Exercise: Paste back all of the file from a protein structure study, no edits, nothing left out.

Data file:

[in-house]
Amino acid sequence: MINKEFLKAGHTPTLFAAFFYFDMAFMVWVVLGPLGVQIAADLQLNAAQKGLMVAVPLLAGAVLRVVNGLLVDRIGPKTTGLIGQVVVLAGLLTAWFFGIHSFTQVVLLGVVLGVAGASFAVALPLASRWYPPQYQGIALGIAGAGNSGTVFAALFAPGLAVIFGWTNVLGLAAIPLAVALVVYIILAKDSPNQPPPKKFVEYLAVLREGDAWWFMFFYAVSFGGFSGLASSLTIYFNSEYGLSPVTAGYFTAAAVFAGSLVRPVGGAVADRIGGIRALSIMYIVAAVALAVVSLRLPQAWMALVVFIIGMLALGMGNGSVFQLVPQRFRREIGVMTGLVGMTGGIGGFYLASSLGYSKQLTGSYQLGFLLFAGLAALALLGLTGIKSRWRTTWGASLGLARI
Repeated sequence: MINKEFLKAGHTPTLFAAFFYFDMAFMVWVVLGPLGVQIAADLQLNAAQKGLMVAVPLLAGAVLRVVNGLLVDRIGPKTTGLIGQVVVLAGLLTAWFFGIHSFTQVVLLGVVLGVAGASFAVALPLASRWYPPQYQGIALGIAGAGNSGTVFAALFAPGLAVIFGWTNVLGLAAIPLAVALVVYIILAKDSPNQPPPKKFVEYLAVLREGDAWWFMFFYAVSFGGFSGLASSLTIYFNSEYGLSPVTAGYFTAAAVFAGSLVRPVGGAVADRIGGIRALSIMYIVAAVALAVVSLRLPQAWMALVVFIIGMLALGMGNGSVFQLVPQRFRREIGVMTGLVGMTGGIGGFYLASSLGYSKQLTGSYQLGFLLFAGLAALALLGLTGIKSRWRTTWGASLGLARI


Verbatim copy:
[in-house]
Amino acid sequence: MINKEFLKAGHTPTLFAAFFYFDMAFMVWVVLGPLGVQIAADLQLNAAQKGLMVAVPLLAGAVLRVVNGLLVDRIGPKTTGLIGQVVVLAGLLTAWFFGIHSFTQVVLLGVVLGVAGASFAVALPLASRWYPPQYQGIALGIAGAGNSGTVFAALFAPGLAVIFGWTNVLGLAAIPLAVALVVYIILAKDSPNQPPPKKFVEYLAVLREGDAWWFMFFYAVSFGGFSGLASSLTIYFNSEYGLSPVTAGYFTAAAVFAGSLVRPVGGAVADRIGGIRALSIMYIVAAVALAVVSLRLPQAWMALVVFIIGMLALGMGNGSVFQLVPQRFRREIGVMTGLVGMTGGIGGFYLASSLGYSKQLTGSYQLGFLLFAGLAALALLGLTGIKSRWRTTWGASLGLARI
Repeated sequence: MINKEFLKAGHTPTLFAAFFYFDMAFMVWVVLGPLGVQIAADLQLNAAQKGLMVAVPLLAGAVLRVVNGLLVDRIGPKTTGLIGQVVVLAGLLTAWFFGIHSFTQVVLLGVVLGVAGASFAVALPLASRWYPPQYQGIALGIAGAGNSGTVFAALFAPGLAVIFGWTNVLGLAAIPLAVALVVYIILAKDSPNQPPPKKFVEYLAVLREGDAWWFMFFYAVSFGGFSGLASSLTIYFNSEYGLSPVTAGYFTAAAVFAGSLVRPVGGAVADRIGGIRALSIMYIVAAVALAVVSLRLPQAWMALVVFIIGMLALGMGNGSVFQLVPQRFRREIGVMTGLVGMTGGIGGFYLASSLGYSKQLTGSYQLGFLLFAGLAALALLGLTGIKSRWRTTWGASLGLARI